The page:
Wednesday, June 29, 2016
Toyota announced on Wednesday that they will be recalling 3.37 million vehicles worldwide to fix defects, this is the latest troubles for a Japanese auto industry hit by fuel-efficiency scandals and an exploding airbag crisis.
The affected models in the latest recall includes Prius hybrid, Corolla sedan, and luxury Lexus brand, those vehicles were mostly sold in Japan, North America and Europe.
Vehicles that were manufactured between 2008 and 2012 has been found that most have problem with passenger and driver-side air bags that could see the safety device partially deploy and risk injury, the company said. They also said that it is not part of the massive recalls of Takata air bags, which is involve in an airbag defect scandal linked to at least 13 deaths and scores of injuries globally.
Toyota Motor Corp. said it does not know of any fatalities or injuries related to the latest recalls.
Another defect besides the airbags is with the vehicle's fuel emission control unit that could lead to cracks developing in the unit. They said that because of this the cracks could expand over time and, eventually, fuel may leak from these cracks when the vehicle has a full tank of gas. No accidents or injuries have been reported in this defect.
About 2.87 million Toyota and Lexus brand cars are being recalled over the fuel tank defect, Toyota said, noting that some vehicles are subject to both recalls.
If you want to know if your vehicle is included in the recall go to, you'll need to Enter a 17-digit Vehicle Identification Number (VIN):
Thursday, June 23, 2016
According to a survey published on insuranceQuotes, Millennials prefer to rent homes, and most of them don't like to get renters insurance. Even though that coverage is not expensive, and having non could cause a huge financial hardship.
Based on the April 2016 survey for insuranceQuotes.com done by Princeton Survey Research Associates International, 66% of 18 to 29 years old are renting their home, compared with just 37% of consumers overall. What is alarming is that less than 33% of Millennial renters have renters insurance.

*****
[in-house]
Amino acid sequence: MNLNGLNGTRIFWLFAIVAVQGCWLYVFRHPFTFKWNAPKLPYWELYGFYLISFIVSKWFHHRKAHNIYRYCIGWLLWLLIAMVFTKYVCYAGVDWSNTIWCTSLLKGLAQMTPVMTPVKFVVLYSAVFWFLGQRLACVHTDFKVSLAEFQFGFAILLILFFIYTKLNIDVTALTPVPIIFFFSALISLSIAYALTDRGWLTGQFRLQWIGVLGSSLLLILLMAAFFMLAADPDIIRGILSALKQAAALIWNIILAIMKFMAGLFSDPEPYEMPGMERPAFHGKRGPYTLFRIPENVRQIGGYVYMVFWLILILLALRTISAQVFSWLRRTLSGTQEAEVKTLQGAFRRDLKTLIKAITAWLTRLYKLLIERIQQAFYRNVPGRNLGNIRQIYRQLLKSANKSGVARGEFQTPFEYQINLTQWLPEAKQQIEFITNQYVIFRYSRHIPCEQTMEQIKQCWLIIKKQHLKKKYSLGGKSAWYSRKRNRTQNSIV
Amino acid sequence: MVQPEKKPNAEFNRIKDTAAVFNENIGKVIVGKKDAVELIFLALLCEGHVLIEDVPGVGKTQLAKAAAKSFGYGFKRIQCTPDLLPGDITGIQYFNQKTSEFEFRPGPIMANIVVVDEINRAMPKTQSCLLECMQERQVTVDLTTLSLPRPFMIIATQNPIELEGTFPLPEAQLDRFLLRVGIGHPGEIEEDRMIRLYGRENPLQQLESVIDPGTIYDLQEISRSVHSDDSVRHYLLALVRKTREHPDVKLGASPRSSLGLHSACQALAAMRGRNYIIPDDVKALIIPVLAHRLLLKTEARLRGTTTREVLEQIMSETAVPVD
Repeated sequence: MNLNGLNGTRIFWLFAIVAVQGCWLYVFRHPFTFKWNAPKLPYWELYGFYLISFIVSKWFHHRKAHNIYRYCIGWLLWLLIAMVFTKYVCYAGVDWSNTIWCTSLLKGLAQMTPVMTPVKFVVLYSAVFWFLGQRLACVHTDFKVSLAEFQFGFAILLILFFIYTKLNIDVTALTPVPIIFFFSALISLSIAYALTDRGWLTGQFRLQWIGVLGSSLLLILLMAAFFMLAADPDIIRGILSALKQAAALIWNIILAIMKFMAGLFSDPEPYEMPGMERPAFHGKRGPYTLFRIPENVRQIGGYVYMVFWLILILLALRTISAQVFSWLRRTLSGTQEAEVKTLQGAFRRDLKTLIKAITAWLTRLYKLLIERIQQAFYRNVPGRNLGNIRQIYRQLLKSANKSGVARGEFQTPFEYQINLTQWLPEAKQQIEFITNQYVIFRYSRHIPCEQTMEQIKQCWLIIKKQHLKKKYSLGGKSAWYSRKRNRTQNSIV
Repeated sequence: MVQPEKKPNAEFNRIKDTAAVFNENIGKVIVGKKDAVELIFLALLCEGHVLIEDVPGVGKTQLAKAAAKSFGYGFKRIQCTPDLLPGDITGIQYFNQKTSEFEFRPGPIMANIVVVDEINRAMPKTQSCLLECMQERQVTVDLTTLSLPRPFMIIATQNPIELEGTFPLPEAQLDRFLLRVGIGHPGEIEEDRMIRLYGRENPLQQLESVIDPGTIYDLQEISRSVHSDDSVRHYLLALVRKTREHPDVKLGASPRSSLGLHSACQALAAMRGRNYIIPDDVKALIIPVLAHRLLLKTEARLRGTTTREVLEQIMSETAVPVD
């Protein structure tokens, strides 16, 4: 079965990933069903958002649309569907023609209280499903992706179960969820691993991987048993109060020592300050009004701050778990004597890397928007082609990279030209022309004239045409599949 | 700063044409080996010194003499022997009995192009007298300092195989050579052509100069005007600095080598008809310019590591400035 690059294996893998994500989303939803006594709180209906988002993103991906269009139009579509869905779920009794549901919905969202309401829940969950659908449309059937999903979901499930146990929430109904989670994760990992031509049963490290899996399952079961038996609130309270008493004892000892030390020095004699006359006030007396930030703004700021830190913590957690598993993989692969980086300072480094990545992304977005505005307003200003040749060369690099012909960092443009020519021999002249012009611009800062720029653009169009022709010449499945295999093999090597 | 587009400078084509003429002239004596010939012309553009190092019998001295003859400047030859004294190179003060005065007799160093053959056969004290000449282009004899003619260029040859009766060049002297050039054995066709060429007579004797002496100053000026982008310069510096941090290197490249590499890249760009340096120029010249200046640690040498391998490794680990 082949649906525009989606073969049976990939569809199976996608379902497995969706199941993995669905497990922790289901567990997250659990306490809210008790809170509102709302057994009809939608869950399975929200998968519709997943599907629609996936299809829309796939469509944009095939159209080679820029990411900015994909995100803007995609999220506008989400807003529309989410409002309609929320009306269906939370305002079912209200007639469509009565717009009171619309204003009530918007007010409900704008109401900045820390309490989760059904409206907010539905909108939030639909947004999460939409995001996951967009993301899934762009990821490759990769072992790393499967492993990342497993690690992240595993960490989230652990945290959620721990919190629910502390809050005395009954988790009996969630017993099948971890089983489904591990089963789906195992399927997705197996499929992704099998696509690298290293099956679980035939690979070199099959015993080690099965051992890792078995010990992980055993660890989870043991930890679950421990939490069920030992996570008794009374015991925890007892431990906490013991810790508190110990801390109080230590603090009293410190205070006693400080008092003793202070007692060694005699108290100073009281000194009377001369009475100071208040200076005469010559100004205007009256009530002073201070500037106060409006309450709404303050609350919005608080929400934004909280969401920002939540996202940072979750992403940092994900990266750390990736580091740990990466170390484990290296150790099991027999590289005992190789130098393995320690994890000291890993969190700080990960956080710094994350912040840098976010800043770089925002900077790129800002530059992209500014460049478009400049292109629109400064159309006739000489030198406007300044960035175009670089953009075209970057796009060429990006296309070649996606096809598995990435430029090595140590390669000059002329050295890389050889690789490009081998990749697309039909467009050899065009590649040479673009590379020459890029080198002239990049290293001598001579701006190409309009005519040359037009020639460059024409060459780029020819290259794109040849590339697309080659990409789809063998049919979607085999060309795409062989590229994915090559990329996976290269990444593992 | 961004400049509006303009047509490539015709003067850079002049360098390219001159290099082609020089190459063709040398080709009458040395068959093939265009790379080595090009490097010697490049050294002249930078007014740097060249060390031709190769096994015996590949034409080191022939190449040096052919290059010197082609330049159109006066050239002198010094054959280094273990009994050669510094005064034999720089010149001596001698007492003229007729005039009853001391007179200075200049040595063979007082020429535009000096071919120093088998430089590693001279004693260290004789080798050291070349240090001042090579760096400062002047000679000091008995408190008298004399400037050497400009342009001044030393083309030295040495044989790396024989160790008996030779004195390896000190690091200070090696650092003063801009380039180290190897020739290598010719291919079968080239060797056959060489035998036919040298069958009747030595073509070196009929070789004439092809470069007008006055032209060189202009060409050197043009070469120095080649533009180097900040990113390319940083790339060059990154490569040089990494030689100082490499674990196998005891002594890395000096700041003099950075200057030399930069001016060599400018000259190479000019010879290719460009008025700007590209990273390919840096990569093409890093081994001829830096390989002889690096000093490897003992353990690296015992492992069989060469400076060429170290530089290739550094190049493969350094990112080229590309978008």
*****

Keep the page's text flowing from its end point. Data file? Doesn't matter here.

When questioned about not having renters policy, 59% of renters in the 18 to 29 age group said that cost is not the primary reason. Instead, they believe it’s unnecessary because they live in a very secure property (61%), or they don’t own enough personal property to insure (43%). And 41% of them said they’re avoiding renters insurance because they don’t understand how the product works.
A lot of the consumers are foregoing the benefits of renters insurance because they underestimate the benefits and overestimate its cost. The average annual premium is $188 (or $15.67 per month); however, 25% of 18- to 29-year-old respondents believe they’d have to pay $1,000 or more. People need to be educated since it is an affordable financial safety net that every renter should have.
Other report highlights include:
Renters who don’t have renters insurance because they don’t understand the product increased from 27% in 2015 to 33% this year.
Renters who don’t have insurance because they don’t know where to get it also increased from 20% in 2015 to 26% this year.
College graduates are more likely to have renters insurance compared to high school graduates or those with a lesser education – 64% to 24% respectively.
35% of respondents mistakenly said a renters policy does not cover personal property damaged in a natural disaster or property stolen from you outside of your rental home (60%).